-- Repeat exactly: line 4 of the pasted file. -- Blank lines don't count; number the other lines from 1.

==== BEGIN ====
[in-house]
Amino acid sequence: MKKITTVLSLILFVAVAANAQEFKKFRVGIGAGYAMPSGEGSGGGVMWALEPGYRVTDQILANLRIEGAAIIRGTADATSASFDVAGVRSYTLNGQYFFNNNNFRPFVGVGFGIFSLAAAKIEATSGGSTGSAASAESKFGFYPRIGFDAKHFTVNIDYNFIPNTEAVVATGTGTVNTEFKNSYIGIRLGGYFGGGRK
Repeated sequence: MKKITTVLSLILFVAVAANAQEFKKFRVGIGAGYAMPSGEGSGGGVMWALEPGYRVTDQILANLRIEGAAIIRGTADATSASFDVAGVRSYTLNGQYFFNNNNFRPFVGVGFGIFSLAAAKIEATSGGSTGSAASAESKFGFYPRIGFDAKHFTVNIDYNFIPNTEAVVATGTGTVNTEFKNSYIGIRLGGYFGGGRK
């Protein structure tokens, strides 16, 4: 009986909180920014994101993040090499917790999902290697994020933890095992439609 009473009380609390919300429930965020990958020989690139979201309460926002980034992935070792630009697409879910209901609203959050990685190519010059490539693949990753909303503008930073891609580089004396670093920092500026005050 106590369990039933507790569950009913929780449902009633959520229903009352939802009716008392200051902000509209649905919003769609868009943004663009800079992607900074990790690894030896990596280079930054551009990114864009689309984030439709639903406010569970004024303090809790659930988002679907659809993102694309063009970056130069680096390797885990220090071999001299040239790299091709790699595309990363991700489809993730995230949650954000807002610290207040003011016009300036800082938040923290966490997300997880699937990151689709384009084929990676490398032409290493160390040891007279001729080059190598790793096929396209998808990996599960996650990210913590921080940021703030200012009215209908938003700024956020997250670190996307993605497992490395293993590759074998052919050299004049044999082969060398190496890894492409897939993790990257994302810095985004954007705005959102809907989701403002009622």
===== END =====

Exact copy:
């Protein structure tokens, strides 16, 4: 009986909180920014994101993040090499917790999902290697994020933890095992439609 009473009380609390919300429930965020990958020989690139979201309460926002980034992935070792630009697409879910209901609203959050990685190519010059490539693949990753909303503008930073891609580089004396670093920092500026005050 106590369990039933507790569950009913929780449902009633959520229903009352939802009716008392200051902000509209649905919003769609868009943004663009800079992607900074990790690894030896990596280079930054551009990114864009689309984030439709639903406010569970004024303090809790659930988002679907659809993102694309063009970056130069680096390797885990220090071999001299040239790299091709790699595309990363991700489809993730995230949650954000807002610290207040003011016009300036800082938040923290966490997300997880699937990151689709384009084929990676490398032409290493160390040891007279001729080059190598790793096929396209998808990996599960996650990210913590921080940021703030200012009215209908938003700024956020997250670190996307993605497992490395293993590759074998052919050299004049044999082969060398190496890894492409897939993790990257994302810095985004954007705005959102809907989701403002009622």